So first, I hate the words “transphobia” and “transphobe” but let’s save that for a footnote, or better yet another post (we’ll see if I can stop myself from rambling into that territory at the bottom of this). So setting that aside, I have noted that many, many people seem paralyzed with fear at the idea that they might do something which they consider reasonable, or good, or perhaps not good but a minor error which deserves no bad consequence, and despite the not at all truly bad nature of their conduct, end up labeled a “transphobe” or “transphobic”. They often cry out about their “fear” of being called “transphobic”. They positively scream about the injustice of it all:
Someone thought that I’m a transphobe, when really I just hate the idea of being inconvenienced in any way, except for all those ways that I am inconvenienced which I just accept as an unavoidable fact of life, like having to lie to my boss about how that watch is so cool and I wish I had one.
Me? I tend to belittle this fear because I can’t figure out what people are actually losing. Has one architect had to give up designing buildings for a living because of being called a transphobe on the internet once? Or, hey, here’s one that should be easier to find and will relate to the experience of more people than a career in architecture: has one fast food burger flipper ever lost the possibility of working in a burger flipping joint because someone on the internet called them a transphobe once? Does anyone have an example of that happening to even one burger flipper, among all the burger flippers in the world?
I mean, sure, I bet individuals have been fired from specific jobs for being an asshole at work, but not just because one hypersensitive person called them a transphobe once. The people who have lost their jobs were assholes multiple times, were asked by their bosses to knock it off, got chances to correct their behavior, and chose not to do so. That isn’t a matter of telling the truth one time using phrasing that was accidentally insensitive. And, moreover, if you went right back to work in a similar job down the street with people who don’t mind you repeatedly ignoring instructions from your bosses, even that (as a consequence for something much more than just saying an insensitive sentence and getting called a transphobe) isn’t exactly very consequential. Most of us would call it a learning experience. I mean, let’s say that someone did lose a job merely for getting called a transphobe once. What happened next? Did they get another job at the place down the street? Did it end their career? If you’re a qualified burger flipper who got called a transphobe on the internet once, did you really lose your life long dream of flipping burgers and dropping baskets of fries, or was there a burger joint down the street with a help wanted sign that never even asked the interview question you were dreading:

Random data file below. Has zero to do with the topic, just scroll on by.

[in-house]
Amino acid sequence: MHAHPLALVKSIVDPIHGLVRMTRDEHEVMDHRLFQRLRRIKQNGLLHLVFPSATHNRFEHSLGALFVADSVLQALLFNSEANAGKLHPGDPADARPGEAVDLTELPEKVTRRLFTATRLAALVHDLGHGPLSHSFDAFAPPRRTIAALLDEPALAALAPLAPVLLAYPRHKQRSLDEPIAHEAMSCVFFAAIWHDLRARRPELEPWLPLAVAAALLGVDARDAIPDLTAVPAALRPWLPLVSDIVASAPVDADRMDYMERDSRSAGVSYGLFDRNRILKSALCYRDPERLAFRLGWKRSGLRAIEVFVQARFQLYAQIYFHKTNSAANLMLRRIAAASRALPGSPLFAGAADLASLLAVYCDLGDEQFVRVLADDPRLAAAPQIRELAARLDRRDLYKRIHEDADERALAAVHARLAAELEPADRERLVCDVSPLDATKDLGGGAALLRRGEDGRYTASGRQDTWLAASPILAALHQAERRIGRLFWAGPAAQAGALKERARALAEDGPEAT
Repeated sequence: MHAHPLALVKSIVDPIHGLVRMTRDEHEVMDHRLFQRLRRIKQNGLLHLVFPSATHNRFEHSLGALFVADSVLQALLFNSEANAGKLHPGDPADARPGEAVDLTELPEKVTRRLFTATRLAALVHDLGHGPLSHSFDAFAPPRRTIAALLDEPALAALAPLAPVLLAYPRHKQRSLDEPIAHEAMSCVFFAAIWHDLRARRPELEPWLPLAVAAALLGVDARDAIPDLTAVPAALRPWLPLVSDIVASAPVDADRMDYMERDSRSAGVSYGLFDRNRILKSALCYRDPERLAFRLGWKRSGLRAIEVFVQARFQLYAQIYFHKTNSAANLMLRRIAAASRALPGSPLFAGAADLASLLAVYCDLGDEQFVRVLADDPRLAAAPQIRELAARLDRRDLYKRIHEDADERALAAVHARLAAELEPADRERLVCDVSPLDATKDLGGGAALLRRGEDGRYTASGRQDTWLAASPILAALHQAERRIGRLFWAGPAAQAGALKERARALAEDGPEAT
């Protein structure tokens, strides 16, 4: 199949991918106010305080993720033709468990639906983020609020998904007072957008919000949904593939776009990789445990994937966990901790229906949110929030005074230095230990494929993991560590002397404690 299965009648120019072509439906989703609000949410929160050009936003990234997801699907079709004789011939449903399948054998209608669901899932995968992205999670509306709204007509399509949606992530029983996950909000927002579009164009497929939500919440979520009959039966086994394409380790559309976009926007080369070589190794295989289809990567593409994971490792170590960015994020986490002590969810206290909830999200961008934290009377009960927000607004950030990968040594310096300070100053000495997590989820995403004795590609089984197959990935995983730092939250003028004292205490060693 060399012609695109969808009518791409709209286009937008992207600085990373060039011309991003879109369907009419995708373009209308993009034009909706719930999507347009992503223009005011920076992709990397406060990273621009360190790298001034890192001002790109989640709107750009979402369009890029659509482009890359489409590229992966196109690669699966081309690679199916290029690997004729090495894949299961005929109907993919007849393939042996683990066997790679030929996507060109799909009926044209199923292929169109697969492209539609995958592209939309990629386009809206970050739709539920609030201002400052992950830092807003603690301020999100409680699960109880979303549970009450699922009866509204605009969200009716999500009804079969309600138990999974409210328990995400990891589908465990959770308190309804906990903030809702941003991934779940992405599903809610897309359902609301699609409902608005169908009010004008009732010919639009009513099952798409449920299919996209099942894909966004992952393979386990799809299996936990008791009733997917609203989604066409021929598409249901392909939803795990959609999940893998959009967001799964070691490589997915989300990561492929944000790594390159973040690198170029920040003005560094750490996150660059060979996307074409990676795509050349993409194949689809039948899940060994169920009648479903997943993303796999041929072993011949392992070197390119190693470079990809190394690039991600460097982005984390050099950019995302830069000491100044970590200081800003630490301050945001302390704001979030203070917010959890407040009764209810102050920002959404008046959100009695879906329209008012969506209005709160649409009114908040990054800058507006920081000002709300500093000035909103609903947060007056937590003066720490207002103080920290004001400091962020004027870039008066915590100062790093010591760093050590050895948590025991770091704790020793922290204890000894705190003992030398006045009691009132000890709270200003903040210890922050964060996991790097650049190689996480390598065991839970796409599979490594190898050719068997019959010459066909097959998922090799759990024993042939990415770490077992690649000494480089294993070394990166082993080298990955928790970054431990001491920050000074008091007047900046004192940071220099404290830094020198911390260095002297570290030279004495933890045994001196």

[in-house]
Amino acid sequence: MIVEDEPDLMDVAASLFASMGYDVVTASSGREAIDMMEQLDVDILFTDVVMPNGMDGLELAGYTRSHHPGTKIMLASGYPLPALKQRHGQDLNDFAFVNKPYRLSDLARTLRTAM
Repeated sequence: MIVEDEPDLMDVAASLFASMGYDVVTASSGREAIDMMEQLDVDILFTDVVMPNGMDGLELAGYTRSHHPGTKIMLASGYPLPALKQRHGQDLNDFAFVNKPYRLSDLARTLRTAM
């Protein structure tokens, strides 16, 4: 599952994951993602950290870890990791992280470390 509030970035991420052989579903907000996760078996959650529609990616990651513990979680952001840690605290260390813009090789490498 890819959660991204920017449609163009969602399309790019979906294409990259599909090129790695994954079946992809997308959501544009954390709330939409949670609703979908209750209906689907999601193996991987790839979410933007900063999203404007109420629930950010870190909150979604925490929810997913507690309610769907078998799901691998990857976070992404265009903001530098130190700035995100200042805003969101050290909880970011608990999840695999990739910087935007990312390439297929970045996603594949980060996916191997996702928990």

So, I like your experience, but before I hire you to flip burgers, tell me: have you ever once been called a transphobe on the internet by someone?
This really isn’t difficult stuff. People are constantly, and I mean CONSTANTLY, saying that they are afraid to speak truth because they might get called a transphobe. But that can’t be it, right? I mean, you could also get called an asshole, or an asshat, or a cretunkulus schnunk. What, specifically, are the consequences of being called a transphobe that are so horrible that people are literally afraid of saying true things on the internet? And if the consequences are so dire, why aren’t there any self help groups available to people who need healing resources but are afraid of people knowing precisely why they need healing resources? A “transphobes anonymous” if you will.
If you’re someone who announces in conversation that you can’t speak your mind lest you get thought of as a transphobic bigot, I have to ask: are you really so seriously afraid of anyone knowing that you were once called a transphobe on the internet that you would hide the fact? And are there any consequences at all serious enough that you might both hide the fact and want help? I’m not talking about forgetting mentioning that you got called a transphobe when someone asks you how your day went. I’m talking about concealing it even though you really want to or need to talk about it. Because, hey, if the consequences are severe enough that no one can know you were called a transphobe on the internet once, maybe someone should give me the contact info for that local chapter of transphobes anonymous. I believe in a just world. If someone is struggling, I want them to get help. So why don’t I know about transphobes anonymous when from all evidence there is a crushing, overwhelming need for help recovering from being called a transphobe on the internet that one time?
Please. I want to create a better world. Tell me of
your homeworld, Usul the struggles of being called a transphobe. Let’s make a serious effort to determine what the consequences are, and what resources people need to recover. This is a desperately serious problem, I know. Let’s solve it together.